1 KATE CLANCHY
Poet and presenter
1 MICHAEL DONAGHY
KATE CLANCHY: Bereavement is a time when many people reach for poetry - whether to read or write it. Today we will be considering two
poems about bereavement. The first is a classic lyric of love for a lost friend written 150 years ago. Then we'll look at a new poem about grieving for a mother and father. The classic lyric is part of In Memoriam, by Tennyson.
Tennyson wrote In Memoriam for his friend Arthur Hallam, who died shockingly young, but when the poem was first published in the mid- 19th century it was staggeringly popular, selling thousands upon thousands of copies, as though Tennyson, out of his own loss, had found a voice for many other bereaved people of the Victorian age. It still speaks clearly today.
In Memoriam is a long sequence of verses that takes us through grief and the loss of religious faith to restored hope. But we've chosen one small section from the early part of the poem. The narrator can't sleep, and just before dawn he returns to the house where, in happier times, his friend would be waiting to greet him.
Dark house, by which once more I stand
Here in the long unlovely street,
Doors, where my heart was used to beat So quickly, waiting for a hand,
A hand that can be clasp'd no more -
Behold me, for I cannot sleep,
And like a guilty thing I creep
At earliest morning to the door.
He is not here; but far away
The noise of life begins again,
And ghastly thro' the drizzling rain On the bald street breaks the blank day.
We asked the Irish-American poet Michael Donaghy to talk about In Memoriam, and then to write a poem of his own in response.
Michael Donaghy's poetry is often concerned with bereavement, with finding the right words for loss. He spoke first about the psychological accuracy of the moment Tennyson had chosen, waiting alone outside his dead friend's house.
MICHAEL DONAGHY: Here we are, in this moment of stillness, expecting a revelation - and he is addressing not his dead friend, but the closed doors of his dead friend's house. And the curious thing about addressing these inanimate objects is that so often in our own lives there is a tremendous emotional investment in an inanimate object. In In Memoriam Tennyson implores the doors of his friend's house to look at him, for these eyeless things to look at him:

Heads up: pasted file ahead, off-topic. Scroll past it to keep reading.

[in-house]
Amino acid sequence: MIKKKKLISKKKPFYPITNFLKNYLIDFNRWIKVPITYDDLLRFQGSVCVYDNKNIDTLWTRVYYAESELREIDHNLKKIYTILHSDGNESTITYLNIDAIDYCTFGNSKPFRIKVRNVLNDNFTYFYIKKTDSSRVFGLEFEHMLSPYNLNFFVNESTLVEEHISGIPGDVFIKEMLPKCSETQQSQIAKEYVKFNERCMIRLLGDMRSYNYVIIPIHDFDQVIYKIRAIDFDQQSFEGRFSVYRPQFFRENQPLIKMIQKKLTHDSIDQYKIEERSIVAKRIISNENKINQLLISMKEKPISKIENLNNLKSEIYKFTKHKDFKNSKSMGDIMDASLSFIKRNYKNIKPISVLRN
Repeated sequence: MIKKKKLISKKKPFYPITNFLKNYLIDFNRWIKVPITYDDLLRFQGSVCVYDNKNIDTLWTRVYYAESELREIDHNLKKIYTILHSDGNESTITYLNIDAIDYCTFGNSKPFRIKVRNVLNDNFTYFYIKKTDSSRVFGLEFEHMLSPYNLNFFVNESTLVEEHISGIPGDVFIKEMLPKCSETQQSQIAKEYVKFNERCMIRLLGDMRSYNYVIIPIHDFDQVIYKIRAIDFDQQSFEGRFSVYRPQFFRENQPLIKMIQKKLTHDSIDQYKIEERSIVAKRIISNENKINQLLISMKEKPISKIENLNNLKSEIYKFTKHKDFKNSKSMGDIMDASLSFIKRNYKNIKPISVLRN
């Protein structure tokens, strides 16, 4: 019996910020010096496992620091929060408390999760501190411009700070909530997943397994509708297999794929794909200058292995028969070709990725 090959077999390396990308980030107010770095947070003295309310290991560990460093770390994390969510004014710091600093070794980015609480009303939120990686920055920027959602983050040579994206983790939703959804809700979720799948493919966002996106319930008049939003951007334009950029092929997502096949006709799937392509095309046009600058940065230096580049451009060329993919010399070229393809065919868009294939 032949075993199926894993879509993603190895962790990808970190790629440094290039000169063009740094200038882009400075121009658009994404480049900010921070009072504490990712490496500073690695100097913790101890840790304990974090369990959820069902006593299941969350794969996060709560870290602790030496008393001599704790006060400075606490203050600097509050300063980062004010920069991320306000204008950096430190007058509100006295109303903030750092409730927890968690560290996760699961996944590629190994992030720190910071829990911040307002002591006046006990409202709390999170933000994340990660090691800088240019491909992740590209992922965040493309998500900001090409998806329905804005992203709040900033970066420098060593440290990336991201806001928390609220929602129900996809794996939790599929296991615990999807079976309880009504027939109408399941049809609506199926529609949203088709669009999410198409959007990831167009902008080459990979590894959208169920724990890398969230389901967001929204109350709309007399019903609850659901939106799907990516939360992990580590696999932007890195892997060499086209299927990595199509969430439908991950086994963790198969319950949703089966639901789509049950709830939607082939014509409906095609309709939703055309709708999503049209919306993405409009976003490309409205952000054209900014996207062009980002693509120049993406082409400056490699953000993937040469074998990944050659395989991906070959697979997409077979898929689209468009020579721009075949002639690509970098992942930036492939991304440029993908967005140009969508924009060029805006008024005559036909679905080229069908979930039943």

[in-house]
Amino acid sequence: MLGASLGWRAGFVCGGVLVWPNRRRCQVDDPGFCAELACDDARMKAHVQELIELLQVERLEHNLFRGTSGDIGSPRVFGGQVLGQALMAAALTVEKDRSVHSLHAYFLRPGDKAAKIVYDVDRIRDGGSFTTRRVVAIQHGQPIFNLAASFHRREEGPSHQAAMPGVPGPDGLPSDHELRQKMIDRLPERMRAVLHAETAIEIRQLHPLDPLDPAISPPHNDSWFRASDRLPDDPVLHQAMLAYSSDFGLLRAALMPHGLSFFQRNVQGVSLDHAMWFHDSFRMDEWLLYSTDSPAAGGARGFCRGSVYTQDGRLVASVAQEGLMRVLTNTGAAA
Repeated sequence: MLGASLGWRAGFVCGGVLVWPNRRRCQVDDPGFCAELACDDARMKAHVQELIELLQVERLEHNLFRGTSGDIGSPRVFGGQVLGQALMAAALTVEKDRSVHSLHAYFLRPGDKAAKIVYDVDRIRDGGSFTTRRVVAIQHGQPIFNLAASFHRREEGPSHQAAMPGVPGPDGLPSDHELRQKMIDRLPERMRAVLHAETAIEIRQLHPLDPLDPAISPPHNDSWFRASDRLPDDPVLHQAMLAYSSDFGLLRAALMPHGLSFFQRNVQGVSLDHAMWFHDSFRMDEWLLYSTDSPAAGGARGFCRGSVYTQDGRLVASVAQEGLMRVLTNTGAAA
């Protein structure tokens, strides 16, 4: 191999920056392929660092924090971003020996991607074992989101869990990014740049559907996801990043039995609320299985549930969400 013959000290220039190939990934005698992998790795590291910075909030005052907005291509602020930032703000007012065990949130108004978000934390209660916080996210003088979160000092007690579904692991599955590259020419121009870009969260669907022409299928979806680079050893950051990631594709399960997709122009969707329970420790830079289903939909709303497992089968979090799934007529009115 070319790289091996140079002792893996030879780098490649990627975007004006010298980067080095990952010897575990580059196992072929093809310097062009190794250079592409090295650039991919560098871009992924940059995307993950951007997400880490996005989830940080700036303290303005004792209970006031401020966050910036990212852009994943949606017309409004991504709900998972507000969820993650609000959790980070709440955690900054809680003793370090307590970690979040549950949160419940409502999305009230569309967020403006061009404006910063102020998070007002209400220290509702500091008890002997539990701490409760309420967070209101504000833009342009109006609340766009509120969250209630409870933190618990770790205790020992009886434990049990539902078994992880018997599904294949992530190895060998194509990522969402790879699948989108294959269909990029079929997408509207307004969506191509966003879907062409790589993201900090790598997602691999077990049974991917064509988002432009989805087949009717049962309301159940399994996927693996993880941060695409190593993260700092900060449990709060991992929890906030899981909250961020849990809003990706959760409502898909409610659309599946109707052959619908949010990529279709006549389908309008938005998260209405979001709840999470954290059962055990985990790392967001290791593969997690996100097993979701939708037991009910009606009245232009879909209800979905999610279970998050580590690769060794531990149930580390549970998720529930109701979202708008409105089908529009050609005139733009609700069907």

Behold me, for I cannot sleep, And like a guilty thing I creep At earliest morning to the door.
KC: "Like a guilty thing" - Tennyson is not only suffering grief, but he seems to have lost a sense of himself. He feels worthless and guilty, he creeps around in the dark. Dawn is coming, and just for a moment, it seems to bring Tennyson comfort - he feels as if his dead friend is only a long way away from him. But the moment passes and the new day brings no hope.
MD: The third stanza begins with the line "He is not here; but far away". That line, for me, is the most interesting thing in the poem. Formally speaking, the most interesting thing is that little hesitation, that enjambment: "far away" on its own is comforting. "He is not here; but far away" - he is far away. But then you go to the next line, and realise that there's no full stop there: "but far away/ the noise of life begins again". Dawn arrives, which is life starting up again - but for him it's the noise of life, not of the birds, the breeze through the trees - just noise.
KC: "On the bald street breaks the blank day": the hard, harsh sound of that last line seems to emphasise Tennyson's feelings of hopelessness and desolation. Tennyson is always notorious for his luxuriating in sounds. It's a very strophic last line, using heavy accents. Noise, ghastly, bald - perhaps it's Tennyson's portrayal of the blankness of the world after bereavement that speaks so directly to so many readers. …